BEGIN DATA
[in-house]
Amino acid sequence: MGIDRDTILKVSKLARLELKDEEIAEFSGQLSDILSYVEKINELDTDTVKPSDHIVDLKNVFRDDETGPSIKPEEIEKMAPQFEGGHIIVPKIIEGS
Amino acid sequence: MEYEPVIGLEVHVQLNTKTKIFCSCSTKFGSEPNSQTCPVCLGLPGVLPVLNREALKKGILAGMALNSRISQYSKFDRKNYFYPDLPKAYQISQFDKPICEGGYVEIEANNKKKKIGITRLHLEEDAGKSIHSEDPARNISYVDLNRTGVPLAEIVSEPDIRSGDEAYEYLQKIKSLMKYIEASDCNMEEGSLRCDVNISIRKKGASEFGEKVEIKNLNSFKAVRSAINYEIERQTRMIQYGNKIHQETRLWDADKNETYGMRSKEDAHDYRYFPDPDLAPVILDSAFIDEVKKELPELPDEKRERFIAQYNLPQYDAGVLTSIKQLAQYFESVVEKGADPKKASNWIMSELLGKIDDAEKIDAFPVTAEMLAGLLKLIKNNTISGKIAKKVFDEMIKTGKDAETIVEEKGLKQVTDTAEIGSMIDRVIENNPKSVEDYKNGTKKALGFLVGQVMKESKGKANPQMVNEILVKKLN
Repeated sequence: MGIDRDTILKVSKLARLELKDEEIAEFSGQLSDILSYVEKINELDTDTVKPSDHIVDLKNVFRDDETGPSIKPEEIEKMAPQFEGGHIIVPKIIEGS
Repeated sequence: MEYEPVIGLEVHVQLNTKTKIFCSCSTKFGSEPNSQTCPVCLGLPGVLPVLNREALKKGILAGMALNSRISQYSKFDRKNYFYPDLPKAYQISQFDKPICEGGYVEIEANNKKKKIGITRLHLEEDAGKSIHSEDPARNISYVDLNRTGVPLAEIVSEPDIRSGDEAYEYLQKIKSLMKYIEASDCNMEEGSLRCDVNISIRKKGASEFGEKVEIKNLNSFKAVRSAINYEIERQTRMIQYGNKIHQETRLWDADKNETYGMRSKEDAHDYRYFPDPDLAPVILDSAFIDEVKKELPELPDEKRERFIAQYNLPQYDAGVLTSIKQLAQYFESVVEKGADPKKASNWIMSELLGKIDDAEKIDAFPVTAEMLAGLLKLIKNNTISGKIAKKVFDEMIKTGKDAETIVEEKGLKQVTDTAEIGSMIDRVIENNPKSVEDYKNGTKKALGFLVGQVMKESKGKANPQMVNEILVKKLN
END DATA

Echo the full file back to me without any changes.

[in-house]
Amino acid sequence: MGIDRDTILKVSKLARLELKDEEIAEFSGQLSDILSYVEKINELDTDTVKPSDHIVDLKNVFRDDETGPSIKPEEIEKMAPQFEGGHIIVPKIIEGS
Amino acid sequence: MEYEPVIGLEVHVQLNTKTKIFCSCSTKFGSEPNSQTCPVCLGLPGVLPVLNREALKKGILAGMALNSRISQYSKFDRKNYFYPDLPKAYQISQFDKPICEGGYVEIEANNKKKKIGITRLHLEEDAGKSIHSEDPARNISYVDLNRTGVPLAEIVSEPDIRSGDEAYEYLQKIKSLMKYIEASDCNMEEGSLRCDVNISIRKKGASEFGEKVEIKNLNSFKAVRSAINYEIERQTRMIQYGNKIHQETRLWDADKNETYGMRSKEDAHDYRYFPDPDLAPVILDSAFIDEVKKELPELPDEKRERFIAQYNLPQYDAGVLTSIKQLAQYFESVVEKGADPKKASNWIMSELLGKIDDAEKIDAFPVTAEMLAGLLKLIKNNTISGKIAKKVFDEMIKTGKDAETIVEEKGLKQVTDTAEIGSMIDRVIENNPKSVEDYKNGTKKALGFLVGQVMKESKGKANPQMVNEILVKKLN
Repeated sequence: MGIDRDTILKVSKLARLELKDEEIAEFSGQLSDILSYVEKINELDTDTVKPSDHIVDLKNVFRDDETGPSIKPEEIEKMAPQFEGGHIIVPKIIEGS
Repeated sequence: MEYEPVIGLEVHVQLNTKTKIFCSCSTKFGSEPNSQTCPVCLGLPGVLPVLNREALKKGILAGMALNSRISQYSKFDRKNYFYPDLPKAYQISQFDKPICEGGYVEIEANNKKKKIGITRLHLEEDAGKSIHSEDPARNISYVDLNRTGVPLAEIVSEPDIRSGDEAYEYLQKIKSLMKYIEASDCNMEEGSLRCDVNISIRKKGASEFGEKVEIKNLNSFKAVRSAINYEIERQTRMIQYGNKIHQETRLWDADKNETYGMRSKEDAHDYRYFPDPDLAPVILDSAFIDEVKKELPELPDEKRERFIAQYNLPQYDAGVLTSIKQLAQYFESVVEKGADPKKASNWIMSELLGKIDDAEKIDAFPVTAEMLAGLLKLIKNNTISGKIAKKVFDEMIKTGKDAETIVEEKGLKQVTDTAEIGSMIDRVIENNPKSVEDYKNGTKKALGFLVGQVMKESKGKANPQMVNEILVKKLN